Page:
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Cut pensions in police misconduct cases, says Labour after Hillsborough

By DPF Admin11th May 2016August 6th, 2019Area Updates, Latest News, Northern Updates, Southern Updates

Retired police officers found guilty of misconduct should have their pensions cut, the Labour Party has said.

Shadow home secretary Andy Burnham made the call following the Hillsborough Inquests which concluded police blunders caused the tragedy.

He said it was a scandal police officers could retire on full pensions and evade misconduct proceedings.

The measure is part of a package of amendments to be tabled to the Policing and Crime Bill next month.

Mr Burnham said the party believed families should receive the same level of funding for legal representation as police at inquests involving officers.

And after concerns about the way journalists were fed information by some South Yorkshire Police officers he has called for a ban on off-the record briefings to reporters during investigations.

He also urged action on Lord Leveson's proposal for a Government inquiry into relations between police and the press.

Last month a jury concluded that 96 football fans were unlawfully killed and police blunders “caused or contributed to” the 1989 disaster at the Liverpool v Nottingham Forest FA Cup Semi-Final at the Hillsborough stadium in Sheffield.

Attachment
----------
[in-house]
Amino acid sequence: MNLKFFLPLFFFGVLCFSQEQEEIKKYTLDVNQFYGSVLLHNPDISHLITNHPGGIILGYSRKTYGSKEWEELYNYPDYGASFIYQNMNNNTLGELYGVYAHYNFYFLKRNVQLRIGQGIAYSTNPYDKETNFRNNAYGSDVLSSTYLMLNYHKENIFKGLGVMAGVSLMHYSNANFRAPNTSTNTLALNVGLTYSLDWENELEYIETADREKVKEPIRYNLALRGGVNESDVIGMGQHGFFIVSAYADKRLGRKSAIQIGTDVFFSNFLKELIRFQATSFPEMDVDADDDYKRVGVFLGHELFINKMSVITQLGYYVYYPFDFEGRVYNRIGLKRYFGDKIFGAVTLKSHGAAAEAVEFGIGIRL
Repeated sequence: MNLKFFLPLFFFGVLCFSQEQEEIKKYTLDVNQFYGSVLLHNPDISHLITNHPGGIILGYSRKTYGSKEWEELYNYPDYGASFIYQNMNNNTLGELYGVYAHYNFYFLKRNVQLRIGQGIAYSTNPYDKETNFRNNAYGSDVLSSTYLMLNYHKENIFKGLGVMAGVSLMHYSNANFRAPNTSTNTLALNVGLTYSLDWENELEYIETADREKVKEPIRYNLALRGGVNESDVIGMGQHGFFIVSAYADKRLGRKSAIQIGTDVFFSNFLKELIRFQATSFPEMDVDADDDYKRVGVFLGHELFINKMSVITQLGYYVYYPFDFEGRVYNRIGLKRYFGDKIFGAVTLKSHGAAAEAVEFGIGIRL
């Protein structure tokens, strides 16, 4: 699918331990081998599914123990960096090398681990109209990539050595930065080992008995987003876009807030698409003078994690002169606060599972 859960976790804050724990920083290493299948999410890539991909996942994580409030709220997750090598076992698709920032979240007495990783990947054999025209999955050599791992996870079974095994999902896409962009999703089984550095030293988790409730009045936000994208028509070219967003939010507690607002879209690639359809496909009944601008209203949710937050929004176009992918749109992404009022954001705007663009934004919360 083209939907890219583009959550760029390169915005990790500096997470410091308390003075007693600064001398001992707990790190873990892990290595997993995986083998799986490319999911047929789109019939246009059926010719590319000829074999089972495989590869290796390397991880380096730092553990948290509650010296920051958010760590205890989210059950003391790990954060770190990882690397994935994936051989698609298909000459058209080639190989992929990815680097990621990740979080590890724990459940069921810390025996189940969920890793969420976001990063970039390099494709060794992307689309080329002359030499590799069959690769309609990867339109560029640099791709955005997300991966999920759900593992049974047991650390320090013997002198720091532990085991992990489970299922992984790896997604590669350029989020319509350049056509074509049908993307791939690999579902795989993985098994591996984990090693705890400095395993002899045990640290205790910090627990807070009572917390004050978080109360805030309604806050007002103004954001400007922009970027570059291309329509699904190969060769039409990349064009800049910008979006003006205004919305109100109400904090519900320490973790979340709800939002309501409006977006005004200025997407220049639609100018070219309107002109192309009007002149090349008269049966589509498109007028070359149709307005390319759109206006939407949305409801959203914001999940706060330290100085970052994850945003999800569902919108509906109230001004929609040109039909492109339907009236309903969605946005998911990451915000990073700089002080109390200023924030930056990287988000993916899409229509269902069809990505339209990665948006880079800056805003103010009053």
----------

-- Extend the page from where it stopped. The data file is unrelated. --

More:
Mr Burnham said: “The 27-year struggle of the Hillsborough families exposes just how the odds are often stacked against ordinary families in their quest for truth about the loss of loved ones, with too much power in the hands of the authorities.

“Hillsborough must mark a moment of real change – when Parliament resolves to rebalance the police and criminal justice system and put more power in the hands of ordinary people.”

He added: “Never again should any bereaved families have to fight like the Hillsborough families have had to fight.”

Money 'spent like water'

Mr Burnham, who led the Parliamentary campaign on behalf of the Hillsborough families, said he hoped to enlist cross-party support.

“We must call time on the uneven playing field at inquests where public bodies spend public money like water on hiring the best lawyers when ordinary families have to scratch around for whatever they can get.

“Public money should be spent on helping us get to the truth, not on protecting the public sector.”

Labour's proposed amendments to the Policing and Crime Bill in the Commons also include:

  • No time limit on the period a retired officer can be investigated for misconduct
  • Retrospective powers leading to sanctions such as pension cuts for retired officers
  • The Home Secretary must ask each police force to publish a code of practice governing interactions with the    media
  • No former police staff to serve on the executive of the Independent Police Complaints Commission
  • The common law offence of misconduct in public office to be a criminal offence.

He added: “After the Hillsborough verdict, Parliament has an unprecedented moment where it can act to rebalance the country in favour of ordinary families.”

His call comes on the day Hillsborough Family Support Group chairwoman Margaret Aspinall will speak to MPs about her personal experience of the police and the criminal justice system over the last 27 years.

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